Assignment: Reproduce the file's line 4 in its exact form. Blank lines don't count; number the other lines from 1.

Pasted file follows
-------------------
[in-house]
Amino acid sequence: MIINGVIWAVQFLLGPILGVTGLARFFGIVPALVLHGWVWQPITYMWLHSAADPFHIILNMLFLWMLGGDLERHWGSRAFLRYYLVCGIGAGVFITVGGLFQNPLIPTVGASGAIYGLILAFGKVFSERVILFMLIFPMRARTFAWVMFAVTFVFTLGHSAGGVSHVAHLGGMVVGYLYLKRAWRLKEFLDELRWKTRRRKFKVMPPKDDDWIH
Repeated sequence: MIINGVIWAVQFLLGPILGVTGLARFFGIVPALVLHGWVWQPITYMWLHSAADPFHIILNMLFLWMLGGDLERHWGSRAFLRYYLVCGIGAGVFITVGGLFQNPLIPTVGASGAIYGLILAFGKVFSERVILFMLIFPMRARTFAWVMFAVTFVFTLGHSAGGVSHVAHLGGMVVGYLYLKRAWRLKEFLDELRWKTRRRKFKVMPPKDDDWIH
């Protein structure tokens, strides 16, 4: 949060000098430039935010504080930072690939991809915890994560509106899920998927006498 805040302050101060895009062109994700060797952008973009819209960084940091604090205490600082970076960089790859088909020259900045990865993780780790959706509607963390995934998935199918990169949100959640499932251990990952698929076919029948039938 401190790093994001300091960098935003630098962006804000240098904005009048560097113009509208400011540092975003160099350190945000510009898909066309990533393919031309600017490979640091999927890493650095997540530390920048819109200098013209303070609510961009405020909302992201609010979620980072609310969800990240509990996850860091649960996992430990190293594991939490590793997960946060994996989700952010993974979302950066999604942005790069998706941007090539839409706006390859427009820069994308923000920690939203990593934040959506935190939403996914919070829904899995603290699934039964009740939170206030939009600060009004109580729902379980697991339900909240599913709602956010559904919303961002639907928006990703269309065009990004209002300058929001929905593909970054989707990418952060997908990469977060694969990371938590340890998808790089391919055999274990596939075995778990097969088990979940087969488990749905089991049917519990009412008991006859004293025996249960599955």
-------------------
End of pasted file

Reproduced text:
């Protein structure tokens, strides 16, 4: 949060000098430039935010504080930072690939991809915890994560509106899920998927006498 805040302050101060895009062109994700060797952008973009819209960084940091604090205490600082970076960089790859088909020259900045990865993780780790959706509607963390995934998935199918990169949100959640499932251990990952698929076919029948039938 401190790093994001300091960098935003630098962006804000240098904005009048560097113009509208400011540092975003160099350190945000510009898909066309990533393919031309600017490979640091999927890493650095997540530390920048819109200098013209303070609510961009405020909302992201609010979620980072609310969800990240509990996850860091649960996992430990190293594991939490590793997960946060994996989700952010993974979302950066999604942005790069998706941007090539839409706006390859427009820069994308923000920690939203990593934040959506935190939403996914919070829904899995603290699934039964009740939170206030939009600060009004109580729902379980697991339900909240599913709602956010559904919303961002639907928006990703269309065009990004209002300058929001929905593909970054989707990418952060997908990469977060694969990371938590340890998808790089391919055999274990596939075995778990097969088990979940087969488990749905089991049917519990009412008991006859004293025996249960599955």